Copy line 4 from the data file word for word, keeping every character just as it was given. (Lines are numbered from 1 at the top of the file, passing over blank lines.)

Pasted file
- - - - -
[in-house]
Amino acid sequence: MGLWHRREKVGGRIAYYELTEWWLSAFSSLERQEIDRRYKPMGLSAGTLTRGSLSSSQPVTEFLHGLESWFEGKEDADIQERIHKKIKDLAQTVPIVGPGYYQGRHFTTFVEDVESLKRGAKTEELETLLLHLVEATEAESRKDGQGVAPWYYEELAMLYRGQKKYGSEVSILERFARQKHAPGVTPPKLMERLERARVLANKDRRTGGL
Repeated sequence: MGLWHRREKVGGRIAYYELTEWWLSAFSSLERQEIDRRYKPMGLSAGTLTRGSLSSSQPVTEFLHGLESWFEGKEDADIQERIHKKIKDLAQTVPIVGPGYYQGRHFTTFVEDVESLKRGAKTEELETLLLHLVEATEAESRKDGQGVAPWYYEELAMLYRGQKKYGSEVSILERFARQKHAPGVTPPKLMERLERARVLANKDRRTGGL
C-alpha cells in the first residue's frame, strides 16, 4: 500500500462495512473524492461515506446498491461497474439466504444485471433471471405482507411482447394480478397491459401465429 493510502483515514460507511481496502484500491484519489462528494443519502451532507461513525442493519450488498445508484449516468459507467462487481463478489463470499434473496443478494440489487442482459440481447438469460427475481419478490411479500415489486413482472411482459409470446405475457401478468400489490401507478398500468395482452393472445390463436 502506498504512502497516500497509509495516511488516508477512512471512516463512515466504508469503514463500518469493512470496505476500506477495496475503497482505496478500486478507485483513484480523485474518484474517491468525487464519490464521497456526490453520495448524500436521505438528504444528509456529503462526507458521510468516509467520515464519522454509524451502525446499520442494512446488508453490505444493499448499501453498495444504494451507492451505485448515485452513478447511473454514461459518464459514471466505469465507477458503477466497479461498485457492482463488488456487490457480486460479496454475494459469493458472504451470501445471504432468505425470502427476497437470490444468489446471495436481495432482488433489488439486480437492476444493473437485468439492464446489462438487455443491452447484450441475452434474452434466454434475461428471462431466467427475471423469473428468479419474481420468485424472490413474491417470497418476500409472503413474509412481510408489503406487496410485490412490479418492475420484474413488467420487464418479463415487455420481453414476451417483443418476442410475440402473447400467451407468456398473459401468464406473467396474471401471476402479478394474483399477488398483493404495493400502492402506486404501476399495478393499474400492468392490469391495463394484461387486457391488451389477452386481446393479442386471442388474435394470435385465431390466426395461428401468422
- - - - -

C-alpha cells in the first residue's frame, strides 16, 4: 500500500462495512473524492461515506446498491461497474439466504444485471433471471405482507411482447394480478397491459401465429 493510502483515514460507511481496502484500491484519489462528494443519502451532507461513525442493519450488498445508484449516468459507467462487481463478489463470499434473496443478494440489487442482459440481447438469460427475481419478490411479500415489486413482472411482459409470446405475457401478468400489490401507478398500468395482452393472445390463436 502506498504512502497516500497509509495516511488516508477512512471512516463512515466504508469503514463500518469493512470496505476500506477495496475503497482505496478500486478507485483513484480523485474518484474517491468525487464519490464521497456526490453520495448524500436521505438528504444528509456529503462526507458521510468516509467520515464519522454509524451502525446499520442494512446488508453490505444493499448499501453498495444504494451507492451505485448515485452513478447511473454514461459518464459514471466505469465507477458503477466497479461498485457492482463488488456487490457480486460479496454475494459469493458472504451470501445471504432468505425470502427476497437470490444468489446471495436481495432482488433489488439486480437492476444493473437485468439492464446489462438487455443491452447484450441475452434474452434466454434475461428471462431466467427475471423469473428468479419474481420468485424472490413474491417470497418476500409472503413474509412481510408489503406487496410485490412490479418492475420484474413488467420487464418479463415487455420481453414476451417483443418476442410475440402473447400467451407468456398473459401468464406473467396474471401471476402479478394474483399477488398483493404495493400502492402506486404501476399495478393499474400492468392490469391495463394484461387486457391488451389477452386481446393479442386471442388474435394470435385465431390466426395461428401468422